Abdul Carter wears No. 11, is from Pennsylvania and plays linebacker at Penn State. Micah Parsons wore No. 11, is from Pennsylvania and played linebacker at Penn State.
For Penn State safety Jaylen Reed, there’s something else that the freshman linebacker has in common with the current Dallas Cowboys star.
“Abdul is a freak,” Reed told reporters via Zoom Wednesday morning. “Abdul is a natural. Like, he’s just a freak athlete. I’ve never seen something like that. He shows a lot of shades of Micah Parsons.”
Since his college football debut ended inauspiciously with a targeting penalty on his first career play in Penn State’s season opener with Purdue, the former four-star from Philadelphia impressed in Penn State’s wins over Ohio and Auburn. Through two full games, Carter has 11 tackles (eight solos) and got his first sack this past Saturday.
Brown has played 159 snaps, Jacobs 153 and Elsdon 98.
Joey Porter Jr.,who is tied with Elsdon for fourth, has played 152 snaps.
Carter has played 60.
“He’s just a freak athlete,” Reed said. “He comes to work every single day. He’s a bruiser… he’s a freak athlete, man. I don’t know what else to say.”
Penn State head coach James Franklin had plenty to say about Carter in his weekly press conference this past Tuesday. Like Reed, Franklin used the word “freak.”
“He’s freakishly fast, freakishly strong and doesn’t have the body of a normal high school linebacker coming in,” Franklin said.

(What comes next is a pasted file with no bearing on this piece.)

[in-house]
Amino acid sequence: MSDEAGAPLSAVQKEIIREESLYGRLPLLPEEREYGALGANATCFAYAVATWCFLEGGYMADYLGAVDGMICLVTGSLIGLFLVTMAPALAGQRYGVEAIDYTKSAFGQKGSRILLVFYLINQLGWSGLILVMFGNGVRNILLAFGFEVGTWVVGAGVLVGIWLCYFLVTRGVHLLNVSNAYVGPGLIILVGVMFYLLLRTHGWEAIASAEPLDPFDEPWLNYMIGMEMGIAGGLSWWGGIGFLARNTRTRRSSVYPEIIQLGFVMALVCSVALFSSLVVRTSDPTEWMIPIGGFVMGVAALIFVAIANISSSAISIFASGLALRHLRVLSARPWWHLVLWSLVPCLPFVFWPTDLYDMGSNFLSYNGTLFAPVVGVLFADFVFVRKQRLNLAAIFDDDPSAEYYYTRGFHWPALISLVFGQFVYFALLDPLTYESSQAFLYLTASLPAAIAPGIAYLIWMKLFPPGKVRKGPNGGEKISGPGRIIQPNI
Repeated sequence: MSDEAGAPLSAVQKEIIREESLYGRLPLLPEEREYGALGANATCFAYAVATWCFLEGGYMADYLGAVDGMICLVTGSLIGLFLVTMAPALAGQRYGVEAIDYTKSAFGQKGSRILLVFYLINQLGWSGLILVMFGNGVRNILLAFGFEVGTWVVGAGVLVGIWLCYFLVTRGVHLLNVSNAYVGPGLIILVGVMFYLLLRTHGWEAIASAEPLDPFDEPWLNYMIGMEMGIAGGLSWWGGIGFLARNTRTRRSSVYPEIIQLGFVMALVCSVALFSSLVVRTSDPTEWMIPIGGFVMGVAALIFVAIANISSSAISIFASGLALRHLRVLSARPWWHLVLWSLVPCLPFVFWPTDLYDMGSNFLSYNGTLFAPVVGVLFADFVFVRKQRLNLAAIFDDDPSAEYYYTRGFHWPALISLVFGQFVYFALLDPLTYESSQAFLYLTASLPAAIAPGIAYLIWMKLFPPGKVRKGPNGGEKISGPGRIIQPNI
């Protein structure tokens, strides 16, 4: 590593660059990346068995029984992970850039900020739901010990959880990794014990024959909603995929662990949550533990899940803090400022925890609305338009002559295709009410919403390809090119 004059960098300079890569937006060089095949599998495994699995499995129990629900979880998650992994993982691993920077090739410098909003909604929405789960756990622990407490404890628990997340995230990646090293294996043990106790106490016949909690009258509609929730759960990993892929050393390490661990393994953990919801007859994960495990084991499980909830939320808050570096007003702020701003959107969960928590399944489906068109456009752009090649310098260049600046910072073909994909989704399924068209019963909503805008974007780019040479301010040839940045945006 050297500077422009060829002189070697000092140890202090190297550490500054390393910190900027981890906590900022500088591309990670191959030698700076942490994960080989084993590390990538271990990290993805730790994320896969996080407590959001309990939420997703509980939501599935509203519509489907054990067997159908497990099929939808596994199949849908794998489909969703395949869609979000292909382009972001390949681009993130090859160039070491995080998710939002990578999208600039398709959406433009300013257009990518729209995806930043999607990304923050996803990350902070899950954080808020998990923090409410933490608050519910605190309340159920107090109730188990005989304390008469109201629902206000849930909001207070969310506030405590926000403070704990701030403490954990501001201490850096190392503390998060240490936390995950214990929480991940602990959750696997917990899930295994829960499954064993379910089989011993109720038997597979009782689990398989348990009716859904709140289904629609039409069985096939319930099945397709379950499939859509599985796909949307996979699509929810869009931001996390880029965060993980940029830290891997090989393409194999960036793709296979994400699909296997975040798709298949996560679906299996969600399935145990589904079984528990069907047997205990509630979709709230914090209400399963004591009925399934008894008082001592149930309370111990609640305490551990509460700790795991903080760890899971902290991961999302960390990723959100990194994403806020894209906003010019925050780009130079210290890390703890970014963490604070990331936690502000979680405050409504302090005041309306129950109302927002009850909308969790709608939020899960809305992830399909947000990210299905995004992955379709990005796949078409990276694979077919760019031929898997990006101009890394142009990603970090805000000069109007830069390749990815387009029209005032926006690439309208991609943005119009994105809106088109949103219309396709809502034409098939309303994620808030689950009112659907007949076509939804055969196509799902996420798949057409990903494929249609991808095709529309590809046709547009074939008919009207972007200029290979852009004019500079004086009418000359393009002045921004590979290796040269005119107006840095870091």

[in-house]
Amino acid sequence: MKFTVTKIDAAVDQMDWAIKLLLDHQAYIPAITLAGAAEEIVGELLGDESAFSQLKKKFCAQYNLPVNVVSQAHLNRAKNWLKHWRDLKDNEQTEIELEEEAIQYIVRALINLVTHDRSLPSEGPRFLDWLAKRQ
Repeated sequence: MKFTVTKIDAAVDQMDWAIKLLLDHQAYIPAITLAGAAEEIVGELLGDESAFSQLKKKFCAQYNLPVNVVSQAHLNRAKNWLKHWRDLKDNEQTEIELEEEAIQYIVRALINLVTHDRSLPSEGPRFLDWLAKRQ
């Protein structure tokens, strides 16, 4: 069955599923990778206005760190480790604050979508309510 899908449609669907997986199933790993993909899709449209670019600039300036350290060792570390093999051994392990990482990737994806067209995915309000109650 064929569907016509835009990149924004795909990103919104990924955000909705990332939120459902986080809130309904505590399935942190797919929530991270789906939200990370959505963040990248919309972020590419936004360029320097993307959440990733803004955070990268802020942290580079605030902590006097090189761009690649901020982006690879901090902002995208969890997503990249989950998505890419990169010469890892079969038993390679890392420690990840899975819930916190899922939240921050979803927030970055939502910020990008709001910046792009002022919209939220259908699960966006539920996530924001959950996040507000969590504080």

Carter is 6-foot-3, 233 pounds. In Parsons’s last season at Penn State, he was 6-foot-3, 245 pounds.
“I remember talking to him throughout the recruiting process after he had signed, and him and his dad were asking about weight,” Franklin said. “I’m like, you’re plenty big now. I think they felt like they had to put on more weight. No, you’re plenty big enough now. It’s about strength and things like that.”
Carter has plenty of strength, and Franklin credits that with Carter having the right people around him growing up.
“One of the big things that I think people undervalue sometimes is his support system,” Franklin said. “He’s got a support system that he’s had his whole life that has helped him get to this stage. That support system is still able to be a part of it. I see his dad up here all the time. So, it’s been pretty cool. I would say that we’re not surprised since we’ve been able to be around him and see and hear his testing numbers when he arrived on campus and his approach in the weight room and with summer camp and so on and so forth.”
Having a weight room in the middle of his family’s house didn’t hurt Carter in building his physique.
“I’m not exaggerating,” Franklin said. “When you walk in the house, hardwood floors and the weight room is set up, getting him ready for Penn State right when you walk into the house in the living room, and he’s like power cleaning and dropping the barbell on hardwood floors.”
Franklin said Carter’s mother, Tina, was happy when he came to Penn State and complimented Carter for his work ethic, which has already led to success at the DI level and should only lead to more this season and in the years ahead.
“Just very focused, very determined, very driven,” Franklin said. “Just like dad (Christopher) told me.”